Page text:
The purposeful neglect of the Mack Laing heritage house by the Town of Comox has reached a new low.

Hamilton Mack Laing gave his house, known as Shakesides, along with a substantial sum of money in his Last Will and Testament for the purpose of converting it into a public natural history museum. Laing, an internationally respected naturalist and ornithologist, died in 1982.

But the town has done nothing over the intervening 35 years to comply with Laing’s last wishes, and has intentionally let the building fall into disrepair. Council members apparently hope their neglect will garner support for the effort to tear it down.

But the Mack Laing Heritage Society (MLHS) hopes to preserve Shakesides in its current condition, at least until the B.C. Supreme Court rules on the town’s application to demolish the building. That seems reasonable.

And it was in that spirit that MLHS offered to place a tarp on the roof of Shakesides to prevent moisture from entering the building through a decades-old roof and to stop further deterioration of the famous naturalist’s home on Comox Bay.With another wet winter in the forecast, council members should have accepted the offer. Especially because MLHS members proposed to pay the entire labor cost of a professional installation.

And they made this offer with plenty of time to get such a simple task done over last spring and summer.

Vandals recently attacked Shakesides for the second time, but no other structure in Mack Laing Park. That suggests the vandalism is politically motivated. See the full gallery of photographs below.

MLHS President J-Kris Nielsen first presented the group’s offer verbally at a Committee of the Whole meeting on March 22, 2017, complete with projected costs. He followed that up with an April 17 letter to the town detailing a work plan that included drawings and itemized material costs totalling $1,892.80.

The letter was officially stamped “Received” on April 20, 2017.

Seven months later, the town has yet to respond. Not a letter. Not an email. Not a phone call.

The Town of Comox voted unanimously in February to ask the B.C. Supreme Court to release the town from the terms of the trust established by Laing’s Last Will. That would allow them to demolish the house. No court date has been set.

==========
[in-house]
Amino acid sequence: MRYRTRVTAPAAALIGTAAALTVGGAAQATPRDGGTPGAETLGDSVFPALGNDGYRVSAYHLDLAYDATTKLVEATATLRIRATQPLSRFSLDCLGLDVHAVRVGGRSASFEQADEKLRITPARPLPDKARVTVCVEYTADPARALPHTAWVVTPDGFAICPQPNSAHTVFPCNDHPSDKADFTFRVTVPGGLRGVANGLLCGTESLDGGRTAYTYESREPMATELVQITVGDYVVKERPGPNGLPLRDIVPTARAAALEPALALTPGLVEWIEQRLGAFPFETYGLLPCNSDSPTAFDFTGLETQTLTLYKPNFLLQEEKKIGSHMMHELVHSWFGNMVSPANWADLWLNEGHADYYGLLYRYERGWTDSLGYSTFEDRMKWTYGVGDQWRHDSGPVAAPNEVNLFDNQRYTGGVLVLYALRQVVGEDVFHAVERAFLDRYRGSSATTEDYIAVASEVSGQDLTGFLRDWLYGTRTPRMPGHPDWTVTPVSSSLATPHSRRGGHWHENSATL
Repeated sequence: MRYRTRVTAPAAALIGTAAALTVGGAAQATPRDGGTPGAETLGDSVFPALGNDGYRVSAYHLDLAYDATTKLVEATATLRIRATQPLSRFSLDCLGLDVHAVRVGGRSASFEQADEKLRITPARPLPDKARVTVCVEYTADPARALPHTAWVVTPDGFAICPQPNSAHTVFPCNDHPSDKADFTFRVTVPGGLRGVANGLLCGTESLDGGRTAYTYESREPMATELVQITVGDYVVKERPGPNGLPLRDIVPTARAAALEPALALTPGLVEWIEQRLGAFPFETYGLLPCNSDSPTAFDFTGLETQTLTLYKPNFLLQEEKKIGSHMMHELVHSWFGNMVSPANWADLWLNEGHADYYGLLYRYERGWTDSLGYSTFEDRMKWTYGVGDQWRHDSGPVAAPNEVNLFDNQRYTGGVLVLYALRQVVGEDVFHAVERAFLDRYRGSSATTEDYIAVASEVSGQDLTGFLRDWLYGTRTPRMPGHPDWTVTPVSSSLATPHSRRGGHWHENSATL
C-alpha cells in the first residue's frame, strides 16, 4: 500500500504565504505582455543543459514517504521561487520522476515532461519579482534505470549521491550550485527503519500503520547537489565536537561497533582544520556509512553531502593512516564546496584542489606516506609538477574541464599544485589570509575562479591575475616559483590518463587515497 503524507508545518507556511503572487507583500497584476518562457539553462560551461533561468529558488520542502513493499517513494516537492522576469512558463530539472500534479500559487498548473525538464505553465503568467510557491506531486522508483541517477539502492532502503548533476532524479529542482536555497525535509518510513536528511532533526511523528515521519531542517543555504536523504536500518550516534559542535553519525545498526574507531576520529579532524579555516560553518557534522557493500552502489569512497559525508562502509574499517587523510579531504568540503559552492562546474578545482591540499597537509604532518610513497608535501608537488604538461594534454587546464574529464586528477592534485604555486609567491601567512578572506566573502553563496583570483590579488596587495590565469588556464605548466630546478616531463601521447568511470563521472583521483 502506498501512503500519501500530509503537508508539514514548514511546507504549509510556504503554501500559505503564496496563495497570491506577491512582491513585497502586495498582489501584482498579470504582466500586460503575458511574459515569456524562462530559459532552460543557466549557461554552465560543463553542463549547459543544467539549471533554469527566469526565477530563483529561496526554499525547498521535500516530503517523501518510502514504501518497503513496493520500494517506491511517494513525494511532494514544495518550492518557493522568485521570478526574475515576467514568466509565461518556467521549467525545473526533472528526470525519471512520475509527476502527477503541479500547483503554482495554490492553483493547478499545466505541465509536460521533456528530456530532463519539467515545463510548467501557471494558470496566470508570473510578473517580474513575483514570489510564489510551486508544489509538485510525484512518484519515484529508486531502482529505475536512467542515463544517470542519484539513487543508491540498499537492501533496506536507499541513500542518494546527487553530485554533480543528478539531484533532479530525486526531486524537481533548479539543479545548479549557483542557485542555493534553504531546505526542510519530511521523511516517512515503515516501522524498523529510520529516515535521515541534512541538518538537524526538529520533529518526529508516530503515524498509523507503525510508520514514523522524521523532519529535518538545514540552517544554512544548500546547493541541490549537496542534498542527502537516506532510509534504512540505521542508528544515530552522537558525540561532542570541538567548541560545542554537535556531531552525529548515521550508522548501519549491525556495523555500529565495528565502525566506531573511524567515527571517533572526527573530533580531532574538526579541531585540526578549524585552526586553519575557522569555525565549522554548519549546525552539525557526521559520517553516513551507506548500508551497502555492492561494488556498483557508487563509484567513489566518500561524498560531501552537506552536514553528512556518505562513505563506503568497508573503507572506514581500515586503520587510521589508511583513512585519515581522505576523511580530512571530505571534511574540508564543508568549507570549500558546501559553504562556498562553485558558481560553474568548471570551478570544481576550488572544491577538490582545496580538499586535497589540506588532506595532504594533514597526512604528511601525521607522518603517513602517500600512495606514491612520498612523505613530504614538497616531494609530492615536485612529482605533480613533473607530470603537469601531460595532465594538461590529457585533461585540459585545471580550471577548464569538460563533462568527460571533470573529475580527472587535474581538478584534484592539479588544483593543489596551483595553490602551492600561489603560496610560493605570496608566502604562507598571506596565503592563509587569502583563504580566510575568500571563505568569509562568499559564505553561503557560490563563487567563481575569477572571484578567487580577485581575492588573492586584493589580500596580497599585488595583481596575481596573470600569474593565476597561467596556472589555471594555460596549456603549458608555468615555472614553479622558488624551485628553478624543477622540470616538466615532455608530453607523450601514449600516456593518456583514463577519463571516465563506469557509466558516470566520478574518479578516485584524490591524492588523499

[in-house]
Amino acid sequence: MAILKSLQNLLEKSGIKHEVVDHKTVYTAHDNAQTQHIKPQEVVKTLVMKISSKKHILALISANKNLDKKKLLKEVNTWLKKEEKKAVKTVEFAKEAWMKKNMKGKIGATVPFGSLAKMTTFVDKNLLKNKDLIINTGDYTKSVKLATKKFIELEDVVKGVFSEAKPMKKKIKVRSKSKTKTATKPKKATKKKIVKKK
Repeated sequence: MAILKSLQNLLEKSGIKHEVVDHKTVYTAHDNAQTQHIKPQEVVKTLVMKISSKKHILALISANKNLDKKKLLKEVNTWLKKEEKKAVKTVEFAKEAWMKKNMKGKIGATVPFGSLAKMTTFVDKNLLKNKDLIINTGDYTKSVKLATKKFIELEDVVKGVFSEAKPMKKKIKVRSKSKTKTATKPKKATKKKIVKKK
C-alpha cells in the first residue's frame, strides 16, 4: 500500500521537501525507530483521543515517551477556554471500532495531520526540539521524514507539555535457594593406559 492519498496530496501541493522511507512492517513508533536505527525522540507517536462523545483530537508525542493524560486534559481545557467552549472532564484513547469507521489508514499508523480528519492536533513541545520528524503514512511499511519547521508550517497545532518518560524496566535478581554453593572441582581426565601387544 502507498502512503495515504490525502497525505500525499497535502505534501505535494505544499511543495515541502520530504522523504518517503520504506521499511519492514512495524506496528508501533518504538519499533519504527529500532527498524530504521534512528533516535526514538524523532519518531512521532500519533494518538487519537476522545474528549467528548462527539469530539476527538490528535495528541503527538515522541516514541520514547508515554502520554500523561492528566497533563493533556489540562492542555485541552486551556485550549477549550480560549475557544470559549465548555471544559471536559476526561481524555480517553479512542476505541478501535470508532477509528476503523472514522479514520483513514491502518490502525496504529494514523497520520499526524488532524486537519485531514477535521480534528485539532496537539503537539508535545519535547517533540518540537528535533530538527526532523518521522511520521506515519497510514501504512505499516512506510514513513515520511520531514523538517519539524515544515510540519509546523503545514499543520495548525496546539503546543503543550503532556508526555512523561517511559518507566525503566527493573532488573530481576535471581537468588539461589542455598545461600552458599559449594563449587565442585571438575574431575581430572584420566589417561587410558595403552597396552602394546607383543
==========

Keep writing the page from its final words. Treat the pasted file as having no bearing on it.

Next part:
So the council might have figured, why spend even $1,800 to preserve a building we hope to tear down? Fair enough, but doesn’t decency require a reply to well-intentioned citizens, at the least?

And consider this:

The town has hired the law firm Young & Anderson to make their case for demolition to the province’s high court. If they succeed, the town has committed to spend around $300,000 of taxpayer’s money to pay lawyers, demolish the building and build a viewing platform.

Yet council members can’t find $1,800 for a group of passionate citizens to tarp the roof? The MLHS might have even paid the whole bill if council had made a civil response.

It’s shameful. But no surprise.

For 35 years, the Town of Comox has neglected the last wishes of this important literary and ornithological person, and mismanaged his trusts. It’s shameful how the town has claimed Laing’s celebrity, when convenient, but has always ignored his desire for a legacy.

Those who prefer to save Shakesides have criticized council and pressured them to act. But that’s no justification for a town government to disrespect its citizens. Or act vindictively. They deserved a reply.

And, really, it seems only fair to put a tarp on a leaking roof until the Supreme Court hears the case, because there’s no guarantee how the court will rule, or view the town’s behavior in this matter.

Meanwhile, Shakesides recently suffered another attack by pretend graffiti artists.

Like the graffiti attack in April, vandals again spray-painted the historical home with lame images. It wasn’t serious tagging, much less artwork.

These latest vandals might be the same person or group of people. They just made a better effort. We’ll never know for sure.

But it is interesting that, like the last attack, no other sign, bridge, post or tree was spray-painted. That makes it likely that this defacing of public property is somehow connected to the political and legal battle over the preservation of Laing’s home.

And, of course, the defacing fits nicely with the Town Council’s policy of intentional neglect.

 

 

 

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